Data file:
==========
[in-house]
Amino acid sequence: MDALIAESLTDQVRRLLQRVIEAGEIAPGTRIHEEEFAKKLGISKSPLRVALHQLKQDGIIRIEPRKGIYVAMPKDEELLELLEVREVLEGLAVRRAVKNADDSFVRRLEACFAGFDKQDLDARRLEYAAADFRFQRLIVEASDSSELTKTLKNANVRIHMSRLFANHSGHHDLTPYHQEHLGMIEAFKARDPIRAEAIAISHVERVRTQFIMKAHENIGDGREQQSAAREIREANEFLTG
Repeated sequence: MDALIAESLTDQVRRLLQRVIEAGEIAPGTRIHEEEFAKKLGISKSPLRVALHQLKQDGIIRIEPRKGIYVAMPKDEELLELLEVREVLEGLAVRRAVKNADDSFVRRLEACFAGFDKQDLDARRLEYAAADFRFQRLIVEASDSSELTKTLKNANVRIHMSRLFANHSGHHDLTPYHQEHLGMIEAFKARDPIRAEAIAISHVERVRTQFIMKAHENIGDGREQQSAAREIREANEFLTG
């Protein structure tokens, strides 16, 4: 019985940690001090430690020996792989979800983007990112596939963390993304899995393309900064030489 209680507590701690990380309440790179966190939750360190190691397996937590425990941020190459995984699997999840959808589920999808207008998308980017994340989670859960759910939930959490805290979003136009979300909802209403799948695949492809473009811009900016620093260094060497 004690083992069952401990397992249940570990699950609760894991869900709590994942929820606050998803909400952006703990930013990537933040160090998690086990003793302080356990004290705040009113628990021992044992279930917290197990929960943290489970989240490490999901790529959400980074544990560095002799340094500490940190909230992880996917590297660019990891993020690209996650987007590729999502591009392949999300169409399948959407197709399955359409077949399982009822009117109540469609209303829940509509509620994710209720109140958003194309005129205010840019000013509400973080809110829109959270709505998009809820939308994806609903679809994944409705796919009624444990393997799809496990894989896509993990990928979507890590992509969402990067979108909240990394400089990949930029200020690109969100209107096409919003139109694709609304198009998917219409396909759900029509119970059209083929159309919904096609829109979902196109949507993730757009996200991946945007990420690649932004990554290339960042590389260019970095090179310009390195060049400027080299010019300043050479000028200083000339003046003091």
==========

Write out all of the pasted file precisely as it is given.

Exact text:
[in-house]
Amino acid sequence: MDALIAESLTDQVRRLLQRVIEAGEIAPGTRIHEEEFAKKLGISKSPLRVALHQLKQDGIIRIEPRKGIYVAMPKDEELLELLEVREVLEGLAVRRAVKNADDSFVRRLEACFAGFDKQDLDARRLEYAAADFRFQRLIVEASDSSELTKTLKNANVRIHMSRLFANHSGHHDLTPYHQEHLGMIEAFKARDPIRAEAIAISHVERVRTQFIMKAHENIGDGREQQSAAREIREANEFLTG
Repeated sequence: MDALIAESLTDQVRRLLQRVIEAGEIAPGTRIHEEEFAKKLGISKSPLRVALHQLKQDGIIRIEPRKGIYVAMPKDEELLELLEVREVLEGLAVRRAVKNADDSFVRRLEACFAGFDKQDLDARRLEYAAADFRFQRLIVEASDSSELTKTLKNANVRIHMSRLFANHSGHHDLTPYHQEHLGMIEAFKARDPIRAEAIAISHVERVRTQFIMKAHENIGDGREQQSAAREIREANEFLTG
């Protein structure tokens, strides 16, 4: 019985940690001090430690020996792989979800983007990112596939963390993304899995393309900064030489 209680507590701690990380309440790179966190939750360190190691397996937590425990941020190459995984699997999840959808589920999808207008998308980017994340989670859960759910939930959490805290979003136009979300909802209403799948695949492809473009811009900016620093260094060497 004690083992069952401990397992249940570990699950609760894991869900709590994942929820606050998803909400952006703990930013990537933040160090998690086990003793302080356990004290705040009113628990021992044992279930917290197990929960943290489970989240490490999901790529959400980074544990560095002799340094500490940190909230992880996917590297660019990891993020690209996650987007590729999502591009392949999300169409399948959407197709399955359409077949399982009822009117109540469609209303829940509509509620994710209720109140958003194309005129205010840019000013509400973080809110829109959270709505998009809820939308994806609903679809994944409705796919009624444990393997799809496990894989896509993990990928979507890590992509969402990067979108909240990394400089990949930029200020690109969100209107096409919003139109694709609304198009998917219409396909759900029509119970059209083929159309919904096609829109979902196109949507993730757009996200991946945007990420690649932004990554290339960042590389260019970095090179310009390195060049400027080299010019300043050479000028200083000339003046003091």